Rebecca’s childhood was spent primarily with her aunt in Pennsylvania, who many in the town came to for care when they were sick. Seeing this work performed by her aunt in the community inspired Rebecca. In 1852, at age 21, Rebecca moved to Charlestown, Massachusetts, where she would pursue her career as a nurse.
In 1860, Rebecca received acceptance into the New England Female Medical College. This acceptance was rare, as women weren’t generally admitted to medical schools. The demands of the Civil War however created opportunities for women physicians. Rebecca graduated in 1864 and was named a Doctor of Medicine, the first African-American woman in the U.S. to earn that honor.
At the conclusion of the Civil War, and millions of emancipated slaves needed medical care. Rebecca re-located to Richmond, VA and worked alongside the Freedmen’s Bureau and other charity groups to provide care to formerly enslaved men, women, and children. Despite intense racism, her work during these times influenced many people to pursue a career in medicine.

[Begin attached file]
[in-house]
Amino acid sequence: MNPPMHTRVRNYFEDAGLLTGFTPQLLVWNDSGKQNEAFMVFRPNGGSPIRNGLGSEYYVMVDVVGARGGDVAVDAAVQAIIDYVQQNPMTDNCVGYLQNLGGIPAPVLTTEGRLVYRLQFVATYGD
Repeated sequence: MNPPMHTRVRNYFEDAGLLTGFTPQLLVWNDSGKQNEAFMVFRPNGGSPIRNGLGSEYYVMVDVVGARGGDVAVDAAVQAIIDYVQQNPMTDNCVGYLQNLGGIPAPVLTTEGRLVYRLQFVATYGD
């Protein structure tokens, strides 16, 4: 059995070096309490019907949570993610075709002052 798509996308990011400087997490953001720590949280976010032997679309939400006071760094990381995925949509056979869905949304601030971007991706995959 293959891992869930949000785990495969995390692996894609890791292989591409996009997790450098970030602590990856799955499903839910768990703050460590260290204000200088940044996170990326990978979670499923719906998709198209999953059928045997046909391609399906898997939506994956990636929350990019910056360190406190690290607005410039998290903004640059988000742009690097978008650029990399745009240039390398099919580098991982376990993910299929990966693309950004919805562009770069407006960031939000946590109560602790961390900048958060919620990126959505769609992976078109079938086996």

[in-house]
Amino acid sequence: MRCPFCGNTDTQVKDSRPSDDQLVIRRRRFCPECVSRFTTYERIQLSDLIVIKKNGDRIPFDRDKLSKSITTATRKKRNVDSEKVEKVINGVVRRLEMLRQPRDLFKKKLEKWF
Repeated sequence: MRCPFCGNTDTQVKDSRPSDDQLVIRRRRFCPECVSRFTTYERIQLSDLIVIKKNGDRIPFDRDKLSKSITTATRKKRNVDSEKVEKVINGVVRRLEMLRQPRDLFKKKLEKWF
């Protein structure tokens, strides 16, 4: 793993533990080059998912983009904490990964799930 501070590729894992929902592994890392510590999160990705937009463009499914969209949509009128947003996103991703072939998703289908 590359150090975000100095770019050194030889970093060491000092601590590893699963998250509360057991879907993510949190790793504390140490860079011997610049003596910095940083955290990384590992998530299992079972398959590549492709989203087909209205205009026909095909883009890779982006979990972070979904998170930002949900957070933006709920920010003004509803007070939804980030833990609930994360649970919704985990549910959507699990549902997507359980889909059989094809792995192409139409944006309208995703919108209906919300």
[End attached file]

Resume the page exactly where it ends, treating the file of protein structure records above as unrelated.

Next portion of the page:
In 1883 Rebecca took her notes, complied from years of practice, and wrote A Book of Medical Discourses, the first medical textbook written by an African American author. The book covered pregnancy, nursing, maternal and child health and contained autobiographical anecdotes.
Rebecca Lee Crumpler has been honored for her work in many ways since her death in 1895. In 2019, the governor of Virginia declared March 30 (National Doctors Day) “Dr. Rebecca Lee Crumpler Day”, and her final home on Joy St. in Boston is part of the Boston Women’s Heritage Trail.